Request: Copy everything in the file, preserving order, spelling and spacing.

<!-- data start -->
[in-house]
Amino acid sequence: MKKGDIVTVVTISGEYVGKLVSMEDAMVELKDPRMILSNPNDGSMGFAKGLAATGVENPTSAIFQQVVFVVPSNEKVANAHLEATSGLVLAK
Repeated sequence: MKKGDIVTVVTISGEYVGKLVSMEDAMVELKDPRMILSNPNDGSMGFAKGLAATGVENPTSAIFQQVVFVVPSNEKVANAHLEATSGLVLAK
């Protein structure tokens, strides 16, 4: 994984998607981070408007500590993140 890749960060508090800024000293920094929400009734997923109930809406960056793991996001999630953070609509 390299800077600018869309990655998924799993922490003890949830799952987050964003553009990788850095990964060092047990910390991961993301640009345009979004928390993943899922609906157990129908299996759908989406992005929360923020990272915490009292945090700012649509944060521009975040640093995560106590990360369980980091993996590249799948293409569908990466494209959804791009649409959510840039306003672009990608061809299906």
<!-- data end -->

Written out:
[in-house]
Amino acid sequence: MKKGDIVTVVTISGEYVGKLVSMEDAMVELKDPRMILSNPNDGSMGFAKGLAATGVENPTSAIFQQVVFVVPSNEKVANAHLEATSGLVLAK
Repeated sequence: MKKGDIVTVVTISGEYVGKLVSMEDAMVELKDPRMILSNPNDGSMGFAKGLAATGVENPTSAIFQQVVFVVPSNEKVANAHLEATSGLVLAK
């Protein structure tokens, strides 16, 4: 994984998607981070408007500590993140 890749960060508090800024000293920094929400009734997923109930809406960056793991996001999630953070609509 390299800077600018869309990655998924799993922490003890949830799952987050964003553009990788850095990964060092047990910390991961993301640009345009979004928390993943899922609906157990129908299996759908989406992005929360923020990272915490009292945090700012649509944060521009975040640093995560106590990360369980980091993996590249799948293409569908990466494209959804791009649409959510840039306003672009990608061809299906």